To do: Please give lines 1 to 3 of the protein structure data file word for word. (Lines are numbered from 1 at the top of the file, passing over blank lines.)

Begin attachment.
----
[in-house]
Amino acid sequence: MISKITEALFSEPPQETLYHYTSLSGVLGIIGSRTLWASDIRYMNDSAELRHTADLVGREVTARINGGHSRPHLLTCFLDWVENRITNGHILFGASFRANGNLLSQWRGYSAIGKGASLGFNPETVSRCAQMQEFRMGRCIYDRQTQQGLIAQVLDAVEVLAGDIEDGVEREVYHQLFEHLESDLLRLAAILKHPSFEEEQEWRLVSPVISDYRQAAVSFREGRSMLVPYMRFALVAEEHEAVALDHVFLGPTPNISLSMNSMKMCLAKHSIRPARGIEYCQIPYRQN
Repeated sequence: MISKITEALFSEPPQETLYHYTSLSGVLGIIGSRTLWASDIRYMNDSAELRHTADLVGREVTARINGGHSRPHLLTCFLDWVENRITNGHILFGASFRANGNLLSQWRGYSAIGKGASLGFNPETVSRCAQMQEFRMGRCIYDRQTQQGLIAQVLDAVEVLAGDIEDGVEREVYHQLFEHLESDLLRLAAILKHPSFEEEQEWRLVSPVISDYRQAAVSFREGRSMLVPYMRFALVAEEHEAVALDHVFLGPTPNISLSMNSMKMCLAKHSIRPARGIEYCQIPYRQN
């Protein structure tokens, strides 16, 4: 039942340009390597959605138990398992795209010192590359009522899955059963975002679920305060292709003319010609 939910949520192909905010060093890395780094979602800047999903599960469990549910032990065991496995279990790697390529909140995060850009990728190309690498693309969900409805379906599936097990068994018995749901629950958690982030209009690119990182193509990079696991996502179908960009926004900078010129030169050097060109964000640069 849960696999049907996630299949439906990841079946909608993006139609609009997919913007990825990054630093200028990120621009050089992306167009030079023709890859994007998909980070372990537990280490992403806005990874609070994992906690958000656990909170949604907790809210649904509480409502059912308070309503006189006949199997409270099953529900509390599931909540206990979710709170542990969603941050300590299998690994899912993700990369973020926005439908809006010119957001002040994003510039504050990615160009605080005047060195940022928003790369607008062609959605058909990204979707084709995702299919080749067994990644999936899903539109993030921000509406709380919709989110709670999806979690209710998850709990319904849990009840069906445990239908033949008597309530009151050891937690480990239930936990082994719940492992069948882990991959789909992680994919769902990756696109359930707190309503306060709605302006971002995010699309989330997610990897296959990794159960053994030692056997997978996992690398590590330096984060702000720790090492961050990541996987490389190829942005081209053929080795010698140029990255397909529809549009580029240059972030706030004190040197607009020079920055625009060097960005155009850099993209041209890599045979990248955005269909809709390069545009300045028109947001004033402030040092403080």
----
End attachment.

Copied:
[in-house]
Amino acid sequence: MISKITEALFSEPPQETLYHYTSLSGVLGIIGSRTLWASDIRYMNDSAELRHTADLVGREVTARINGGHSRPHLLTCFLDWVENRITNGHILFGASFRANGNLLSQWRGYSAIGKGASLGFNPETVSRCAQMQEFRMGRCIYDRQTQQGLIAQVLDAVEVLAGDIEDGVEREVYHQLFEHLESDLLRLAAILKHPSFEEEQEWRLVSPVISDYRQAAVSFREGRSMLVPYMRFALVAEEHEAVALDHVFLGPTPNISLSMNSMKMCLAKHSIRPARGIEYCQIPYRQN
Repeated sequence: MISKITEALFSEPPQETLYHYTSLSGVLGIIGSRTLWASDIRYMNDSAELRHTADLVGREVTARINGGHSRPHLLTCFLDWVENRITNGHILFGASFRANGNLLSQWRGYSAIGKGASLGFNPETVSRCAQMQEFRMGRCIYDRQTQQGLIAQVLDAVEVLAGDIEDGVEREVYHQLFEHLESDLLRLAAILKHPSFEEEQEWRLVSPVISDYRQAAVSFREGRSMLVPYMRFALVAEEHEAVALDHVFLGPTPNISLSMNSMKMCLAKHSIRPARGIEYCQIPYRQN